Professor Hiroshi Ishikawa: The only song I know by Led Zeppelin is "Stairway to Heaven." So I am sorry to say that I am not really a Zeppelin fan. As for Dementia, I've never even heard of them, sorry. At the time I listened to some random heavy metal bands that happened to be played on the radio or my friends liked, such as Accept and Quiet Riot. But I also liked pop songs like Duran Duran, Daryl Hall & John Oates, Prince, The Police, Billy Joel, and Joe Jackson.
Enix held their second game programming competition in the summer of 1983, when I had just turned sixteen. I wrote the original version of Kagirinaki Tatakai in just one month, using the BASIC compiler from Hudson Software, which you might also know as the maker of many games for X1 at the time. I originally named the game "Assault V", which pretty much didn't mean anything. There was already a game from the first Enix competition that was named 宇宙の戦士 (Starship Troopers). So I couldn't use the title. After they informed me that my game was chosen as one of the ten winners, they suggested to change the name to Kagirinaki Tatakai. I agreed because it reminded me of another SF novel called the Forever War (終わりなき戦い) by Joe Haldeman, which also featured powered suits. I didn't know that it was the title of a Led Zeppelin song.
Fascinated by the development atmosphere of the time, we asked him to elaborate on the work he did for Enix, and also the development of the ambitious Brain Breaker.
Professor Hiroshi Ishikawa: After the X1 version of Kagirinaki Tatakai was published by Enix, they asked me to port it to PC-8801, which is another 8-bit computer sold by NEC. It was much more popular than X1 and I imagine if it could be ported, it would have sold much more. By the way, Kagirinaki Tatakai eventually sold about 3000 copies, I think. The porting, however, turned out to be impossible (for me anyway). The bitmap graphics scrolling was too much for the 8-bit CPUs of the time. You needed some hardware help, like sprites that came later, to move a lot of graphics around the screen. X1 managed to do it through the use of the PCG, as it was called then, which stands for Programmable Character Generator.
In X1, you could basically design your own letter characters and move them around as a unit of 8x8 pixels by just writing one byte to some memory location. Without it, porting to PC-8801 was impossible. At first I thought I could do it by using letter characters for terrain and only using full-graphics for aliens and such. But eventually Enix turned it down as not good enough. I was paid nothing for this effort, which was much more than the effort required to write the original game since I also had to use the assembly language for speed.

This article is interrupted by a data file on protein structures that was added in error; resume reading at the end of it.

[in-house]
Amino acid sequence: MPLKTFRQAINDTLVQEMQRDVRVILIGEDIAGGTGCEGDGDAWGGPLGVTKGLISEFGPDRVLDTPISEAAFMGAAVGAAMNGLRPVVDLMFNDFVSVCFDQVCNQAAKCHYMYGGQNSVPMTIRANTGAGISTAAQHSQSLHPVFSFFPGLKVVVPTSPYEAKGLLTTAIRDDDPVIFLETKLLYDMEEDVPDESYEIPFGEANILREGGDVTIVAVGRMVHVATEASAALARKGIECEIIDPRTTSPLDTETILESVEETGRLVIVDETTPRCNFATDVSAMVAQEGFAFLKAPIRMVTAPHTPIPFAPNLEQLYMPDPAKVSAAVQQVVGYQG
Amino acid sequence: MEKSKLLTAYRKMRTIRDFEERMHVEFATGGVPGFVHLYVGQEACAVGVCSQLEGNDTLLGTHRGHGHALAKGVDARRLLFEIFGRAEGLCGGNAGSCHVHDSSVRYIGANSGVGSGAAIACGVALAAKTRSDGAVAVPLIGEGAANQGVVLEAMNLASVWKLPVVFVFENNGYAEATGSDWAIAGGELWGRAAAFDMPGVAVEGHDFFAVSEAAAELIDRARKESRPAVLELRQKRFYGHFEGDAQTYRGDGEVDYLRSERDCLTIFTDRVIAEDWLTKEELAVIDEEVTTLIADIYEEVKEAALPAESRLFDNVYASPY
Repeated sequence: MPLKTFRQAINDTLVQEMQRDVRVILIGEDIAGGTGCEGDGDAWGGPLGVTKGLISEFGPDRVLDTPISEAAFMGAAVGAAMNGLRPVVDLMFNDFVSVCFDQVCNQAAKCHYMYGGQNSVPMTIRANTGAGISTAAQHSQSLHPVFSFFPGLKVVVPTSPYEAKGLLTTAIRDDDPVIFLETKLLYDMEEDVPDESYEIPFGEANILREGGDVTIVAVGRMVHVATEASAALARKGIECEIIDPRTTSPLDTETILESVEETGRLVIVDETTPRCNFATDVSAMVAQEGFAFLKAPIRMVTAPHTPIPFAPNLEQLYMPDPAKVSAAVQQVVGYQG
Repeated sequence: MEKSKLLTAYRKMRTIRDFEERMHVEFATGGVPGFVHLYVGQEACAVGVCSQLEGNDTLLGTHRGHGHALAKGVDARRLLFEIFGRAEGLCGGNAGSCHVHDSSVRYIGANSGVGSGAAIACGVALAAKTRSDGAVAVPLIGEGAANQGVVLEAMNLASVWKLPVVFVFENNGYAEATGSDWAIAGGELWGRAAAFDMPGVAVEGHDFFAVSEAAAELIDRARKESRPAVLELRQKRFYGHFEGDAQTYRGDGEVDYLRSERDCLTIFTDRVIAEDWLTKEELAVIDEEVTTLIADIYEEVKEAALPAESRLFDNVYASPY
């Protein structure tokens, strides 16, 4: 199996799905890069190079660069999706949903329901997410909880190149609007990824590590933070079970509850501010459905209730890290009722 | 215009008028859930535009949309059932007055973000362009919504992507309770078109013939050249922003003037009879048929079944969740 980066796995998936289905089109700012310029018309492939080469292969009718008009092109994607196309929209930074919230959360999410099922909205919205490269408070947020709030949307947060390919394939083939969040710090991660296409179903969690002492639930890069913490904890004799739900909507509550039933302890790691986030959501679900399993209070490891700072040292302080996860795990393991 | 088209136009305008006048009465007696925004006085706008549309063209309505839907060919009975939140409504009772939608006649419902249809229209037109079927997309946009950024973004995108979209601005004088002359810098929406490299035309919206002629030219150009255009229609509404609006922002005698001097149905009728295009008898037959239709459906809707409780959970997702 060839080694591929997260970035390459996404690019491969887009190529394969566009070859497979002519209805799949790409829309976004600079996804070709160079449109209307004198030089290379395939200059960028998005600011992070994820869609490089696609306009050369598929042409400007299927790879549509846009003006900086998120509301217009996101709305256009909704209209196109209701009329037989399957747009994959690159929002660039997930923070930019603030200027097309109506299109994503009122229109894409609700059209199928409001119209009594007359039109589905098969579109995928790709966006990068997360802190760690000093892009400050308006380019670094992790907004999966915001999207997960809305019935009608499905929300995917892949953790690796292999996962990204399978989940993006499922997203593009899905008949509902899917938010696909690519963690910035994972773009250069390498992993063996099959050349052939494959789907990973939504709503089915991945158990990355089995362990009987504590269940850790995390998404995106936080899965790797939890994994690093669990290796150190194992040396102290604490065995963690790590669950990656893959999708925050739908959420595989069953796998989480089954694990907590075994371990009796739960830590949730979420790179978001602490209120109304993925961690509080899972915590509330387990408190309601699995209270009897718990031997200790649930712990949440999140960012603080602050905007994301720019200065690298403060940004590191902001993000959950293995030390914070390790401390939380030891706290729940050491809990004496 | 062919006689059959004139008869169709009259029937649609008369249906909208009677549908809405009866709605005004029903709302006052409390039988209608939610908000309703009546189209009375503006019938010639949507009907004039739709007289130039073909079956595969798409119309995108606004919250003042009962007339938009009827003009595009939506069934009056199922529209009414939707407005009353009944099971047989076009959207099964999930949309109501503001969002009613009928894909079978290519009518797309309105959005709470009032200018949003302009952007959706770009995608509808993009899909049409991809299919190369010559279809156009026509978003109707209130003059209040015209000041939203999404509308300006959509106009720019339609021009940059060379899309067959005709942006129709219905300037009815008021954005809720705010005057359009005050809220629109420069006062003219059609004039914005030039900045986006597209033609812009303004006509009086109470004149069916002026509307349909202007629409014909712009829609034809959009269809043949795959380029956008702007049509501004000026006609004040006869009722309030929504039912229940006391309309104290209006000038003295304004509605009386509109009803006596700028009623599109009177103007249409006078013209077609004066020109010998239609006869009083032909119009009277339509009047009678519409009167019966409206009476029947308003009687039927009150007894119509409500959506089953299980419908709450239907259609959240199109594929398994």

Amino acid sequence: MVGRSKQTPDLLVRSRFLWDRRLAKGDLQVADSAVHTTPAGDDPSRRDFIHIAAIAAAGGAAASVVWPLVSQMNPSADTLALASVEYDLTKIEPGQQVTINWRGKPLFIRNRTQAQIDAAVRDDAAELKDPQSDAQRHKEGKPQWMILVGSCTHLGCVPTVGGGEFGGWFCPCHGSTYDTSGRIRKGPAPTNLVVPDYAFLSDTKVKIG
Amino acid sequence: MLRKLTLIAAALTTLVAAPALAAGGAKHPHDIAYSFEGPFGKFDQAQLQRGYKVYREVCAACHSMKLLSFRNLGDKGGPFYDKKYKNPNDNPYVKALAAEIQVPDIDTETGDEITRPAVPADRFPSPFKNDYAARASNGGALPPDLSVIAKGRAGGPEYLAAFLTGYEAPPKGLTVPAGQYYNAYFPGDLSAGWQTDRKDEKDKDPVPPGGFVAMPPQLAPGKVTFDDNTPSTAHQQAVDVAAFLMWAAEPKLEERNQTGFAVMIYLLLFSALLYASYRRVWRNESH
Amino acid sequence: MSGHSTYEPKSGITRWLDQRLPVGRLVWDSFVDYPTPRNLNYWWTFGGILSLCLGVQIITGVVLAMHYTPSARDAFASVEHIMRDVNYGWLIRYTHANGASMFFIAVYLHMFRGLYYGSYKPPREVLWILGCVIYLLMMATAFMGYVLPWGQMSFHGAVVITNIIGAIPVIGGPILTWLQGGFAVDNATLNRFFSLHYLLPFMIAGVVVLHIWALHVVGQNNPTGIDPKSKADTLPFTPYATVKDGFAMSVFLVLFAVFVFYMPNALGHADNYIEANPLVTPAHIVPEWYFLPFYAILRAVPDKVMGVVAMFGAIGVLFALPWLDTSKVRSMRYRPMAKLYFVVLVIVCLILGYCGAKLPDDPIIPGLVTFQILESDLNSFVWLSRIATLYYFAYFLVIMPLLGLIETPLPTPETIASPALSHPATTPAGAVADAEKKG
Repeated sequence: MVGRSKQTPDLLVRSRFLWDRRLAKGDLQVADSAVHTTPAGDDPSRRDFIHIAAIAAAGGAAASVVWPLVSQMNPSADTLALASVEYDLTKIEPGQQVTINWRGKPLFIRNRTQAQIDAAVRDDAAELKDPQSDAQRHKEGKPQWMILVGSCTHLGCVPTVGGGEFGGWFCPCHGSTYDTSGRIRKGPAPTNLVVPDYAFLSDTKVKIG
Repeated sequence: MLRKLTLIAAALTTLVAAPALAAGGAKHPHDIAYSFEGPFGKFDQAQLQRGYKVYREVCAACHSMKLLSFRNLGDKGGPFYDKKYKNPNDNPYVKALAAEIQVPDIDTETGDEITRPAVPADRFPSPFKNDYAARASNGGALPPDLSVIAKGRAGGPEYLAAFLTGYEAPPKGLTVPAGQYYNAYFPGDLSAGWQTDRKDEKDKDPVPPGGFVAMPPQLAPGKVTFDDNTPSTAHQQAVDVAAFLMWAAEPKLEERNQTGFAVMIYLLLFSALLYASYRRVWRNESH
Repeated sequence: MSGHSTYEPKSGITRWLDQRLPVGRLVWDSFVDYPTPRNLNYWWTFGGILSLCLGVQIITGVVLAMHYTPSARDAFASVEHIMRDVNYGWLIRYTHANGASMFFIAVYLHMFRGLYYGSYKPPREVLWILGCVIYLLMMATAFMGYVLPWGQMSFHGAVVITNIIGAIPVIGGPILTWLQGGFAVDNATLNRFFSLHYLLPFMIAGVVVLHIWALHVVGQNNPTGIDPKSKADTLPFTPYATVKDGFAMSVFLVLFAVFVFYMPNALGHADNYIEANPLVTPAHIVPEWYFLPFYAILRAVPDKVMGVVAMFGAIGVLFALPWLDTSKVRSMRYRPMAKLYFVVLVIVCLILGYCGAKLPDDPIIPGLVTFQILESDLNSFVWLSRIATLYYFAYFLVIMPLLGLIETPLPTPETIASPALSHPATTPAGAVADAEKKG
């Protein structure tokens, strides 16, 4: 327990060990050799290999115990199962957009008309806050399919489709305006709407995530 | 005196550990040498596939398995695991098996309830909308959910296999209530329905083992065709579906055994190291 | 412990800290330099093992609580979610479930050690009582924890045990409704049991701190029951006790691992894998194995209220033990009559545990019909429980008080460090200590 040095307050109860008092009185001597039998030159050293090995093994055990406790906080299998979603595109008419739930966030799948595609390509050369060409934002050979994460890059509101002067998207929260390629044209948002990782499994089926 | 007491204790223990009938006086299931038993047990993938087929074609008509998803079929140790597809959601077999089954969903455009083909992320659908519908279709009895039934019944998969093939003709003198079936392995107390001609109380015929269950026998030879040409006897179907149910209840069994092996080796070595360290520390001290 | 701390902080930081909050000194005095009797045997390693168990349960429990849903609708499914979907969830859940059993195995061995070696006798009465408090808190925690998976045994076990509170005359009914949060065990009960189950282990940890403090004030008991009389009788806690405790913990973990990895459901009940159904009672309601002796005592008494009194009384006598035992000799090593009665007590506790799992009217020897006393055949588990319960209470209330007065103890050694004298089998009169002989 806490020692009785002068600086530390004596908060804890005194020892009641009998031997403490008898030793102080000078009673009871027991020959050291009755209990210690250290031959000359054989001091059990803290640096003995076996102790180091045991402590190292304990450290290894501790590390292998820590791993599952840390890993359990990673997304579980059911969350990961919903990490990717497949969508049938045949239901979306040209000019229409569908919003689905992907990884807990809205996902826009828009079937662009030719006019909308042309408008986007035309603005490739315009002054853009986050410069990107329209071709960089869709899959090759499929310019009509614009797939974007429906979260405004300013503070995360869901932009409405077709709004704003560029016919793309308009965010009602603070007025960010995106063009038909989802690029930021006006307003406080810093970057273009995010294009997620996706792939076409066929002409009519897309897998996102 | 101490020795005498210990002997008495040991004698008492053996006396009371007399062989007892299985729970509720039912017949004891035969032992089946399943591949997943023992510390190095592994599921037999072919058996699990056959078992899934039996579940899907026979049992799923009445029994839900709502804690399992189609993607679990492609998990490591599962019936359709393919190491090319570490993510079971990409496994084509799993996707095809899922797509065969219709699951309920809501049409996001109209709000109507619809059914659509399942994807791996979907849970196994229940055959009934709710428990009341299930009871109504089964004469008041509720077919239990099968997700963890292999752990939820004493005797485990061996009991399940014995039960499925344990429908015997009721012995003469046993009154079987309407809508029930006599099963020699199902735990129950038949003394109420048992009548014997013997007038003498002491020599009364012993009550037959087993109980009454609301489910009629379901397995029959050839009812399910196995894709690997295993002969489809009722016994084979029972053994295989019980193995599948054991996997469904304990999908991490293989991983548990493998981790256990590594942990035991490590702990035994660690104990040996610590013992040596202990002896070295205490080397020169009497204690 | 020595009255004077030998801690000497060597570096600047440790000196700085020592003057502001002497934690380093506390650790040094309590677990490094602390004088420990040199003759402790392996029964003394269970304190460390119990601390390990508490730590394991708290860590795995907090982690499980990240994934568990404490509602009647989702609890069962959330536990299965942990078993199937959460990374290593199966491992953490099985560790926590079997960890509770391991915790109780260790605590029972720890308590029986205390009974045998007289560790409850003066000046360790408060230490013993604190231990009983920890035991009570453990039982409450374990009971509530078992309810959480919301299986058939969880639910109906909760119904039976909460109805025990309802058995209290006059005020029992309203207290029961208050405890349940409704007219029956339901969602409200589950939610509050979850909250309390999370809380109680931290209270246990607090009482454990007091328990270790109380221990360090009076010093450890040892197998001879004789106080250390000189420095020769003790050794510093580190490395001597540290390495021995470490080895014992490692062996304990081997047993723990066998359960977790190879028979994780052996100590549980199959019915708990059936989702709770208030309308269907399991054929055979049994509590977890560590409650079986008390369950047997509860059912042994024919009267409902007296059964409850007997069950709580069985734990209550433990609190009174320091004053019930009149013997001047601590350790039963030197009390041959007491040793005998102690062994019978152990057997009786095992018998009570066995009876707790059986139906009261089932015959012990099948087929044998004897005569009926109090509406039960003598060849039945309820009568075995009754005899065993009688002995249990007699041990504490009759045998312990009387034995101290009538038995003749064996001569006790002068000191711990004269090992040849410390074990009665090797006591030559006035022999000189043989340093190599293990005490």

From here we asked what Professor Ishikawa could recall of Brain Breaker, since it was hugely ambitious and the complicated nature of its gameplay prove fascinating. We also linked him to the HG101 feature on it.
Professor Hiroshi Ishikawa: In about the spring of 1984, I went back to the X1 and started making Brain Breaker. It was an ambitious project, written in all assembly language and eventually taking up the whole 64KB of RAM. It took me till November of 1985 to complete the game, dangerously close to the entrance exams for university. Subjectively, the work required for Brain Breaker was something like 20 times that for Kagirinaki Tatakai. It was too much. I didn't want to do any more programming. So once I entered the university, I went without doing any serious programming for two years. After that, I did some game programming paid by the hour. It was for the MSX version of Kaiketsu Yanchamaru [Kid Niki in the west]. But it was not much effort, which suited me.
I read your feature on it. I had completely forgotten the details. I am glad it sounds like a very fun game. I do remember the game Elevator Action, from which I took the, well, elevator action. The obfuscation you talk about was really necessary if you didn't want the game to end in two hours, as the amount of sheer information that can be incorporated in the game was limited by both the amount of memory and storage and by the fact that it was written by a lone teenager after school.
One of the forum users on Tokugawa also asked why he chose to study natural sciences at university, as opposed to continuing with programming, since as already demonstrated he had some excellent game design skills.
Professor Hiroshi Ishikawa: Why did I go to natural science? Well, I had two interests toward the end of my high school years. Elementary Particle Physics and Artificial Intelligence. I eventually went back to the latter but I first tried some physics and mathematics. I had done too much games programming at the time and I was really fed up by all the work it involved. Also, the two commercial games were not that much of a success, sales-wise. I remember meeting a few times with someone in Enix even after I went to Kyoto, discussing the possibility of developing more games. But eventually, I decided I didn't want to use up my college years developing more games.
So to answer your question about my other games clearly: there were the two commercial games, the failed port to PC-8801, and earlier games that I wrote on VIC-1001. That's it. None other than the two commercial games can be retrieved now, as they were never out and I don't have them any more.
The only other question we had was regarding the source code, since one member of Tokugawa expressed an interest in translating it, and also possibly porting it to the PC-98 using Turbo C++.
Professor Hiroshi Ishikawa: About the source code: I wish I had it but nothing is left except for the retail packages for the two games, which I can't load since I don't have the X1 any more. At the time I didn't have a printer so there is no printout either. Since there are emulators and the tape file for the game on the Internet, I suppose it is not completely impossible to reverse engineer the games from their machine code.
Not wanting to take up any more of Professor Ishikawa's time, since his university page shows him to be involved with many complex research projects, we left the questions there. But for anyone who hasn't yet played Kagirinaki Tatakai or Brain Breaker, we highly recommend you check them out.